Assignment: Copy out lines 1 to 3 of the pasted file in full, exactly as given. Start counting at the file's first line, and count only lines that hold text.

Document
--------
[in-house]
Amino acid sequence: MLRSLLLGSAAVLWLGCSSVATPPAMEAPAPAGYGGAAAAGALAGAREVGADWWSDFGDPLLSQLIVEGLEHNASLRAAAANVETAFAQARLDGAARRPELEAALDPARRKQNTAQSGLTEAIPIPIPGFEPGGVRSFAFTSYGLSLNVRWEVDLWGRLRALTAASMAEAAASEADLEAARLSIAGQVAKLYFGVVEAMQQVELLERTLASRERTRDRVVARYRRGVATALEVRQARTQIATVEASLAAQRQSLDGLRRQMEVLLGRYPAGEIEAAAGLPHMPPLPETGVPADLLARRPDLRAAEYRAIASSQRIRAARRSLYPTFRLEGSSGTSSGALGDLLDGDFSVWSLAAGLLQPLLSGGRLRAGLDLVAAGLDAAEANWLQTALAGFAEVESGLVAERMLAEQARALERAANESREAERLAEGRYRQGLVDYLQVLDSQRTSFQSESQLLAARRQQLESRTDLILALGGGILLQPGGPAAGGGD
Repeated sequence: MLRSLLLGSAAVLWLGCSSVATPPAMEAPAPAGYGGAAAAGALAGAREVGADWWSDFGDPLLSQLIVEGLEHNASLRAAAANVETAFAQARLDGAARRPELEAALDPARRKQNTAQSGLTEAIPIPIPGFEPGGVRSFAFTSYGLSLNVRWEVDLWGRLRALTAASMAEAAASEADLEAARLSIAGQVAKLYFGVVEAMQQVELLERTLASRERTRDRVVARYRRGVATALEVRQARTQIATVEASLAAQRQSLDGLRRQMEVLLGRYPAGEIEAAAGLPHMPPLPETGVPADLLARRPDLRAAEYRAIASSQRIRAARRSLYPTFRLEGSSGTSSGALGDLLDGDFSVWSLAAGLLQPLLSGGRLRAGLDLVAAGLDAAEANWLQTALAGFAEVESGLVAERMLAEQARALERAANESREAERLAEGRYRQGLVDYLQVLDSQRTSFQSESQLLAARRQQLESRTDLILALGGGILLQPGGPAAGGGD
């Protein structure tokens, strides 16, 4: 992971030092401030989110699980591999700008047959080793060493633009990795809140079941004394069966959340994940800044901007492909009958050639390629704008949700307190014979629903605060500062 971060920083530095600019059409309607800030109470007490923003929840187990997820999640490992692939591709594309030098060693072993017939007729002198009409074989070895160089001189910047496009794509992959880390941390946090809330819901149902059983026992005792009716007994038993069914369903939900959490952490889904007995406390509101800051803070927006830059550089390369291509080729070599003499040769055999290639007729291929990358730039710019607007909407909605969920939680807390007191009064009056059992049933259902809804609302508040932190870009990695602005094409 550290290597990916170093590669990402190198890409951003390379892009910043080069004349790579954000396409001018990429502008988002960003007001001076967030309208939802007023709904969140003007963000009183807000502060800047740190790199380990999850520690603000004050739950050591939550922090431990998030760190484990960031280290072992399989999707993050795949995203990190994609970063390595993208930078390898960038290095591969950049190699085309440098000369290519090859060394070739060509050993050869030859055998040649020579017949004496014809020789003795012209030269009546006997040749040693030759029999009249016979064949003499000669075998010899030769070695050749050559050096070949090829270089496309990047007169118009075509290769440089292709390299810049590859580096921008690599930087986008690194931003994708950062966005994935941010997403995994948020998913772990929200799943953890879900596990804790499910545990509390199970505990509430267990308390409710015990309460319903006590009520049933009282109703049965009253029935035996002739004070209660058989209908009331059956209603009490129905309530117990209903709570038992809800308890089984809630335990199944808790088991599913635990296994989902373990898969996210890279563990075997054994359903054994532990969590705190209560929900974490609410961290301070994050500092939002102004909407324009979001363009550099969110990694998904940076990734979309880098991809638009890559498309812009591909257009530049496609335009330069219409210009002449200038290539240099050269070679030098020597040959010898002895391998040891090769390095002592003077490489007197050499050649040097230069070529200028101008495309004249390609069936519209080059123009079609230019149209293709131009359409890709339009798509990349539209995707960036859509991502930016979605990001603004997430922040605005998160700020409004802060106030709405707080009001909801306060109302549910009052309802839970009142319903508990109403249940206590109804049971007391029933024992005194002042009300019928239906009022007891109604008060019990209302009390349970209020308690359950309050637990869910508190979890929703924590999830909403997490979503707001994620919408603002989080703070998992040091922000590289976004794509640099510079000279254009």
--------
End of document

[in-house]
Amino acid sequence: MLRSLLLGSAAVLWLGCSSVATPPAMEAPAPAGYGGAAAAGALAGAREVGADWWSDFGDPLLSQLIVEGLEHNASLRAAAANVETAFAQARLDGAARRPELEAALDPARRKQNTAQSGLTEAIPIPIPGFEPGGVRSFAFTSYGLSLNVRWEVDLWGRLRALTAASMAEAAASEADLEAARLSIAGQVAKLYFGVVEAMQQVELLERTLASRERTRDRVVARYRRGVATALEVRQARTQIATVEASLAAQRQSLDGLRRQMEVLLGRYPAGEIEAAAGLPHMPPLPETGVPADLLARRPDLRAAEYRAIASSQRIRAARRSLYPTFRLEGSSGTSSGALGDLLDGDFSVWSLAAGLLQPLLSGGRLRAGLDLVAAGLDAAEANWLQTALAGFAEVESGLVAERMLAEQARALERAANESREAERLAEGRYRQGLVDYLQVLDSQRTSFQSESQLLAARRQQLESRTDLILALGGGILLQPGGPAAGGGD
Repeated sequence: MLRSLLLGSAAVLWLGCSSVATPPAMEAPAPAGYGGAAAAGALAGAREVGADWWSDFGDPLLSQLIVEGLEHNASLRAAAANVETAFAQARLDGAARRPELEAALDPARRKQNTAQSGLTEAIPIPIPGFEPGGVRSFAFTSYGLSLNVRWEVDLWGRLRALTAASMAEAAASEADLEAARLSIAGQVAKLYFGVVEAMQQVELLERTLASRERTRDRVVARYRRGVATALEVRQARTQIATVEASLAAQRQSLDGLRRQMEVLLGRYPAGEIEAAAGLPHMPPLPETGVPADLLARRPDLRAAEYRAIASSQRIRAARRSLYPTFRLEGSSGTSSGALGDLLDGDFSVWSLAAGLLQPLLSGGRLRAGLDLVAAGLDAAEANWLQTALAGFAEVESGLVAERMLAEQARALERAANESREAERLAEGRYRQGLVDYLQVLDSQRTSFQSESQLLAARRQQLESRTDLILALGGGILLQPGGPAAGGGD